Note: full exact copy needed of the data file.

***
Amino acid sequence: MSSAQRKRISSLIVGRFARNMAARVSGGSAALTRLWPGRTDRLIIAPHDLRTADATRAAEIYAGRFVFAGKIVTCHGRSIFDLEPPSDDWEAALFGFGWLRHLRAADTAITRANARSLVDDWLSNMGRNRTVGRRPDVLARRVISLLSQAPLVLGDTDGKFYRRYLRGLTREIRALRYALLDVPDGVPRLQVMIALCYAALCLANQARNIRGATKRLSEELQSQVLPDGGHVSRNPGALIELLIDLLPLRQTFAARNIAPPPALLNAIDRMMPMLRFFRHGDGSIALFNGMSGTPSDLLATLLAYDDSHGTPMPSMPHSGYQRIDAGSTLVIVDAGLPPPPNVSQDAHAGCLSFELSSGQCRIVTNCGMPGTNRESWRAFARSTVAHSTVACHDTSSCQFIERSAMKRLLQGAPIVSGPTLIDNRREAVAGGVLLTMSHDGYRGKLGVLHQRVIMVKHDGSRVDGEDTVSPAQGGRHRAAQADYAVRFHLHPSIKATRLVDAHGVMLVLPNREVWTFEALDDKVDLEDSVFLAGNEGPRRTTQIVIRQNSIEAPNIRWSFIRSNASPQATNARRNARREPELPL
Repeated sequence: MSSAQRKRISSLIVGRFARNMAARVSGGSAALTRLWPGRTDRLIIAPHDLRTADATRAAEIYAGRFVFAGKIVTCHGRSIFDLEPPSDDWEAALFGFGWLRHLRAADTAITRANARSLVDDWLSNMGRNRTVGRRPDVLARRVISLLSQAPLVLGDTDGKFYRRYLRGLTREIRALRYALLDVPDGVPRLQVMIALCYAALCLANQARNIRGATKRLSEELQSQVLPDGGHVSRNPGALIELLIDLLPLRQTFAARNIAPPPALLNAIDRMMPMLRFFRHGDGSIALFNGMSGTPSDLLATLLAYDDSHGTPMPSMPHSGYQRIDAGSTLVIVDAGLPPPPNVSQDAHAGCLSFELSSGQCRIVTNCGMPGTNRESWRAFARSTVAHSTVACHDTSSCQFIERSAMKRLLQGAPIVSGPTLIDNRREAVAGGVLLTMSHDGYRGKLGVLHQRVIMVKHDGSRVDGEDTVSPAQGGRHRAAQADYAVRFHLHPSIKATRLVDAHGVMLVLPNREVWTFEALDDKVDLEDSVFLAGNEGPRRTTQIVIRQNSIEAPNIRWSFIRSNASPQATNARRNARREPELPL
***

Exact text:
Amino acid sequence: MSSAQRKRISSLIVGRFARNMAARVSGGSAALTRLWPGRTDRLIIAPHDLRTADATRAAEIYAGRFVFAGKIVTCHGRSIFDLEPPSDDWEAALFGFGWLRHLRAADTAITRANARSLVDDWLSNMGRNRTVGRRPDVLARRVISLLSQAPLVLGDTDGKFYRRYLRGLTREIRALRYALLDVPDGVPRLQVMIALCYAALCLANQARNIRGATKRLSEELQSQVLPDGGHVSRNPGALIELLIDLLPLRQTFAARNIAPPPALLNAIDRMMPMLRFFRHGDGSIALFNGMSGTPSDLLATLLAYDDSHGTPMPSMPHSGYQRIDAGSTLVIVDAGLPPPPNVSQDAHAGCLSFELSSGQCRIVTNCGMPGTNRESWRAFARSTVAHSTVACHDTSSCQFIERSAMKRLLQGAPIVSGPTLIDNRREAVAGGVLLTMSHDGYRGKLGVLHQRVIMVKHDGSRVDGEDTVSPAQGGRHRAAQADYAVRFHLHPSIKATRLVDAHGVMLVLPNREVWTFEALDDKVDLEDSVFLAGNEGPRRTTQIVIRQNSIEAPNIRWSFIRSNASPQATNARRNARREPELPL
Repeated sequence: MSSAQRKRISSLIVGRFARNMAARVSGGSAALTRLWPGRTDRLIIAPHDLRTADATRAAEIYAGRFVFAGKIVTCHGRSIFDLEPPSDDWEAALFGFGWLRHLRAADTAITRANARSLVDDWLSNMGRNRTVGRRPDVLARRVISLLSQAPLVLGDTDGKFYRRYLRGLTREIRALRYALLDVPDGVPRLQVMIALCYAALCLANQARNIRGATKRLSEELQSQVLPDGGHVSRNPGALIELLIDLLPLRQTFAARNIAPPPALLNAIDRMMPMLRFFRHGDGSIALFNGMSGTPSDLLATLLAYDDSHGTPMPSMPHSGYQRIDAGSTLVIVDAGLPPPPNVSQDAHAGCLSFELSSGQCRIVTNCGMPGTNRESWRAFARSTVAHSTVACHDTSSCQFIERSAMKRLLQGAPIVSGPTLIDNRREAVAGGVLLTMSHDGYRGKLGVLHQRVIMVKHDGSRVDGEDTVSPAQGGRHRAAQADYAVRFHLHPSIKATRLVDAHGVMLVLPNREVWTFEALDDKVDLEDSVFLAGNEGPRRTTQIVIRQNSIEAPNIRWSFIRSNASPQATNARRNARREPELPL